For more industry updates on the impact of the coronavirus pandemic, check these posts on Business Insider Prime:
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An influencer-marketing agency made a 68-page report on how the coronavirus could change the industry. Here are the 5 key takeaways.: The average cost of sponsored content may drop, according to a recent report, depending on the length of the coronavirus and its overall impact.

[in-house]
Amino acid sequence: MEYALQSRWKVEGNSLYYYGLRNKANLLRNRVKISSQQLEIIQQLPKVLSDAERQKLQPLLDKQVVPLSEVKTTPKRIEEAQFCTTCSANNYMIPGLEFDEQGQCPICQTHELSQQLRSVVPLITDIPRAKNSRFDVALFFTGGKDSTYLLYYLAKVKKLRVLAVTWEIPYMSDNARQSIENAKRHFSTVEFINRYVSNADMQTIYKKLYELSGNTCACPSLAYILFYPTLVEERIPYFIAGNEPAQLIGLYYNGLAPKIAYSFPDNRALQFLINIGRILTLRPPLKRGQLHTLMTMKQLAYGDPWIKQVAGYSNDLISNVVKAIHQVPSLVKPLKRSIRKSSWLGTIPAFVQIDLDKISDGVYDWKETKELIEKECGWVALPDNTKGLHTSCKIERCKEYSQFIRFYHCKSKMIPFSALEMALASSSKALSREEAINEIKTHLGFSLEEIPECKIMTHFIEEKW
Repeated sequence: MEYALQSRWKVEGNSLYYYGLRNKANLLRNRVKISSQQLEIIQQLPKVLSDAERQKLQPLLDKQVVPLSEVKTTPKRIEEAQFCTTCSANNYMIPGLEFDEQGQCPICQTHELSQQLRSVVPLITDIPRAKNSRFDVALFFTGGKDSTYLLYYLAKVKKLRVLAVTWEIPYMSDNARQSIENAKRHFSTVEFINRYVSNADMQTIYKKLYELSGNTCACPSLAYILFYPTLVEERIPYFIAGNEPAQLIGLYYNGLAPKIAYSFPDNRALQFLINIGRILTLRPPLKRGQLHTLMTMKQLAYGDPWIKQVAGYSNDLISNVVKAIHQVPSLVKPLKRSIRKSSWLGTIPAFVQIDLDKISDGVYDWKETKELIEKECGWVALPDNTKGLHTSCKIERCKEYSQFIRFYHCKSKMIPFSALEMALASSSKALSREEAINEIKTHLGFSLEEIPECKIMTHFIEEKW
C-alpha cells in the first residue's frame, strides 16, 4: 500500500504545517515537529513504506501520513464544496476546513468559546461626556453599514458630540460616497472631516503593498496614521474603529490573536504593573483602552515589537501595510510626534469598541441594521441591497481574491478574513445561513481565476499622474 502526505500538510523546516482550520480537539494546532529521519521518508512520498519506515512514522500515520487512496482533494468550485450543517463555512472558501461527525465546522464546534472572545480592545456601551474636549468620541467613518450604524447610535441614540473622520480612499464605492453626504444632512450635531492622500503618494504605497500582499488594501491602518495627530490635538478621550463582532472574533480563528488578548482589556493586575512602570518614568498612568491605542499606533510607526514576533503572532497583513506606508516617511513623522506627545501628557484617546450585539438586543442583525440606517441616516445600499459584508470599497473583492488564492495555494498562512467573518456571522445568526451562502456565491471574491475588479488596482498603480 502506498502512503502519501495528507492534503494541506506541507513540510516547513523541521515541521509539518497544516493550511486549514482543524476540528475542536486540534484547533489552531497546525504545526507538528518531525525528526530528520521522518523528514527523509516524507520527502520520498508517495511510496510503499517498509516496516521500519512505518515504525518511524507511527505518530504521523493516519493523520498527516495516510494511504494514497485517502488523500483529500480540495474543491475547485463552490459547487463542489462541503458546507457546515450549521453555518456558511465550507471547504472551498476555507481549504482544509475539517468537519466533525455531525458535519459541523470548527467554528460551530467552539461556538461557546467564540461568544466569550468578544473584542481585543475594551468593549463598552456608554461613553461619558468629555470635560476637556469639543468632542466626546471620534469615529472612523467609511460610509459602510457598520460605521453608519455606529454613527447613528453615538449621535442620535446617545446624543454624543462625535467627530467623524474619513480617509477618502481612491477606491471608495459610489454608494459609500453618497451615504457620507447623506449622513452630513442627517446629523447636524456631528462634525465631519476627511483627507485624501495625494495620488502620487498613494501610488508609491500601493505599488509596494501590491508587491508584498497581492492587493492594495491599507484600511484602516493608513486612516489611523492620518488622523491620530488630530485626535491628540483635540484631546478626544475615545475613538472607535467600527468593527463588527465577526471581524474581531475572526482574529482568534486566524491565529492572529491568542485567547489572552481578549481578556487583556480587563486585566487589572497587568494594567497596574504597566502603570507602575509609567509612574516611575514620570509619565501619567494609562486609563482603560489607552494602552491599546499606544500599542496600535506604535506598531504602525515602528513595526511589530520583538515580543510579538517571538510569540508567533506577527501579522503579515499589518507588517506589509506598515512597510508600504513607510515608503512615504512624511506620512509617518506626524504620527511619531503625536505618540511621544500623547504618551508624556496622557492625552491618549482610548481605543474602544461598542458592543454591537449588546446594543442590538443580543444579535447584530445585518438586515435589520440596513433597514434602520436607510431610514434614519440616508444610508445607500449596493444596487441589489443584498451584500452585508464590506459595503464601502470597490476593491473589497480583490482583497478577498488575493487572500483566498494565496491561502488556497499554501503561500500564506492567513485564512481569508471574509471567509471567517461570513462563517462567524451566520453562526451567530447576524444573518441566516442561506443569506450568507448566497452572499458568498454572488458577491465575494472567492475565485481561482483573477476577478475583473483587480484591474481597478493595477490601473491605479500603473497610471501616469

Instagram and YouTube stars are shifting strategies as some influencer-marketing sectors hit a 'standstill,' focusing on income streams like directly selling products and online coaching: We spoke to several influencers and industry experts about the impact of the coronavirus on the industry and what new strategies they are applying.